Related topics: greenhouse gas emissions · biofuel · oil

Atomically precise models improve understanding of fuel cells

Simulations from researchers in Japan provide new insights into the reactions occurring in solid-oxide fuel cells by using realistic atomic-scale models of the active site at the electrode based on microscope observations ...

X-ray mapping enhances potential of lightweight magnesium

A world-first study led by Monash University has discovered a technique and phenomenon that can be used for creating stronger, lightweight magnesium alloys that could improve structural integrity in the automobile and aerospace ...


Fuel is any material that is burned or altered to obtain energy and to heat or to move an object. Fuel releases its energy either through a chemical reaction means, such as combustion, or nuclear means, such as nuclear fission or nuclear fusion. An important property of a useful fuel is that its energy can be stored to be released only when needed, and that the release is controlled in such a way that the energy can be harnessed to produce work. Examples: Methane, Petrol and Oil.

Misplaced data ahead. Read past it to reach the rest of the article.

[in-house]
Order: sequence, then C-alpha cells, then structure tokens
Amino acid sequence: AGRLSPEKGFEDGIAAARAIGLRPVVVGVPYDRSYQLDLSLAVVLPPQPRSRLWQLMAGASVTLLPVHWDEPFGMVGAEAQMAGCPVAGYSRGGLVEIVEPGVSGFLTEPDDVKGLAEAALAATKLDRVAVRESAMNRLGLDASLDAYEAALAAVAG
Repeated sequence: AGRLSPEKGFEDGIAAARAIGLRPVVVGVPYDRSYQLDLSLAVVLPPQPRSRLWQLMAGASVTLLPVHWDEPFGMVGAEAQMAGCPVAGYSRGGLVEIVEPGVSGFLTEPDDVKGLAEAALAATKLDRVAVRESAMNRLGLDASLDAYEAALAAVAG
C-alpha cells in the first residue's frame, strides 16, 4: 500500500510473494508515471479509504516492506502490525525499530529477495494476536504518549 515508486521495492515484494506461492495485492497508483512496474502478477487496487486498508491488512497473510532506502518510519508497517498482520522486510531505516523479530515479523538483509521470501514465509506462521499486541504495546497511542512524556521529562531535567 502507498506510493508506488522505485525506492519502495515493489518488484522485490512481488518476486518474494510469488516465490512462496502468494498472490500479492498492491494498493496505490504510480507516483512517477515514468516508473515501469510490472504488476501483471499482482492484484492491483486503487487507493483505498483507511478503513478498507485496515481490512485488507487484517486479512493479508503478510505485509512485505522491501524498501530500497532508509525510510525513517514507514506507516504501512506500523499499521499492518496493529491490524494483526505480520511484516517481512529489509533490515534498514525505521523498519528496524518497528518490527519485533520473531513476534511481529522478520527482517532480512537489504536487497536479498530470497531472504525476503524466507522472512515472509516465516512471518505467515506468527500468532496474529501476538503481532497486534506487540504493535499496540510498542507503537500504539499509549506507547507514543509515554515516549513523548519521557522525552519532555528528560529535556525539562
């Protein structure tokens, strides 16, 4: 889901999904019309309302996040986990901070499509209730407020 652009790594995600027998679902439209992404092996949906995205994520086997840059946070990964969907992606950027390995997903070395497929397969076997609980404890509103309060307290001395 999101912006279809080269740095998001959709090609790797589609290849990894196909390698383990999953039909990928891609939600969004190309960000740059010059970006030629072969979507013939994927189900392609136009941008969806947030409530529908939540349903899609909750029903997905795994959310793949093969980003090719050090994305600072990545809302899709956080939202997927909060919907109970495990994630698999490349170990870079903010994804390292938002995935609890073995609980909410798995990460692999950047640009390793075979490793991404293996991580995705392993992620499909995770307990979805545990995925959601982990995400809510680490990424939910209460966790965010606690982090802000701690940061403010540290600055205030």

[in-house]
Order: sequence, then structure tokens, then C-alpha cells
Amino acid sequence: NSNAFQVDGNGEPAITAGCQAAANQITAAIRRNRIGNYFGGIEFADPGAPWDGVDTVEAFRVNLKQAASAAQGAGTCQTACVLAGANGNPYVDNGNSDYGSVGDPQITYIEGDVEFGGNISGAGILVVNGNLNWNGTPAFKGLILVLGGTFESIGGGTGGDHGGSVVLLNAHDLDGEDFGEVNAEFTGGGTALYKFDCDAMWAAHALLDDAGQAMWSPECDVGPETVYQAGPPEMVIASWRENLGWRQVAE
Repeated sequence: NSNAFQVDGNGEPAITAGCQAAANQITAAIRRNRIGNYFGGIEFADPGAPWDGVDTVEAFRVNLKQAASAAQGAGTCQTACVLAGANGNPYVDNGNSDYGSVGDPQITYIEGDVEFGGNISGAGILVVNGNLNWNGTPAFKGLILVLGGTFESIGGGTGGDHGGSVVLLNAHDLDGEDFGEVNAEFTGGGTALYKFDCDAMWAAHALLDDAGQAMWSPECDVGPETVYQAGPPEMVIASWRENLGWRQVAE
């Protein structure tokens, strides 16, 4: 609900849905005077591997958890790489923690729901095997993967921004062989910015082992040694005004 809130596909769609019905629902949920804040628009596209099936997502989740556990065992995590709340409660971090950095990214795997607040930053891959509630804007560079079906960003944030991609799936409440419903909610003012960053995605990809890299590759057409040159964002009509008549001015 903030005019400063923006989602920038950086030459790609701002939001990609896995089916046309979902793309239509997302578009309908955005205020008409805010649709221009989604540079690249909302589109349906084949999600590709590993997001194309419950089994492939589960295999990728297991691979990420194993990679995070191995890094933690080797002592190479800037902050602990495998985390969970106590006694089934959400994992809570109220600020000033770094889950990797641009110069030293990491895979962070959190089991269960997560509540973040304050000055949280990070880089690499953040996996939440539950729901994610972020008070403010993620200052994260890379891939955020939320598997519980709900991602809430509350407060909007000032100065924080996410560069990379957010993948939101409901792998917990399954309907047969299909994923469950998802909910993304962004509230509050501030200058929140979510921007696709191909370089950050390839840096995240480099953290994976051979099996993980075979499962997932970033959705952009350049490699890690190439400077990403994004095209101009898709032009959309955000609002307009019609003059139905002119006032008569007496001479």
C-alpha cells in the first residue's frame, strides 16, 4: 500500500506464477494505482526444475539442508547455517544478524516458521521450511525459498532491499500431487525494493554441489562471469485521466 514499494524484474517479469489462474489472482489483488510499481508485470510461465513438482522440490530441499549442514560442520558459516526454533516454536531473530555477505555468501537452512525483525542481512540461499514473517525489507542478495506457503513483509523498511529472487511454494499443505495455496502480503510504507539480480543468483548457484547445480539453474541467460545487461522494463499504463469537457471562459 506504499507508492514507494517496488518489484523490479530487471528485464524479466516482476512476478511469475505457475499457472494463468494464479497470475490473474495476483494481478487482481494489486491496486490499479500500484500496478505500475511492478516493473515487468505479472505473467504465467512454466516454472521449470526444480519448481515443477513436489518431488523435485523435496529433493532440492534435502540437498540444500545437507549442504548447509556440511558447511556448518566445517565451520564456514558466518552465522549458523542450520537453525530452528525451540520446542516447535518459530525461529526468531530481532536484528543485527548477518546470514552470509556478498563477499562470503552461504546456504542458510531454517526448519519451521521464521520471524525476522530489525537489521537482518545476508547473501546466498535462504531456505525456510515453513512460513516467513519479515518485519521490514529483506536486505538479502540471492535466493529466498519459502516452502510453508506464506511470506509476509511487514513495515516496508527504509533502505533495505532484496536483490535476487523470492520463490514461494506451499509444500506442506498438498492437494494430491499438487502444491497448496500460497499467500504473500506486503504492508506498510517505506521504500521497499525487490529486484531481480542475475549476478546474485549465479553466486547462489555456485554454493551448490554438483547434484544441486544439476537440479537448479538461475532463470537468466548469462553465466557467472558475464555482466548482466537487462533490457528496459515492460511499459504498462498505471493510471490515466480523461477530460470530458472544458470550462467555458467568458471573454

All carbon-based life forms—from microorganisms to animals and humans—depend on and use fuels as their source of energy. Their cells engage in an enzyme-mediated chemical process called metabolism that converts energy from food or light into a form that can be used to sustain life. Additionally, humans employ a variety of techniques to convert one form of energy into another, producing usable energy for purposes that go far beyond the energy needs of a human body. The application of energy released from fuels ranges from heat to cooking and from powering weapons to combustion and generation of electricity.

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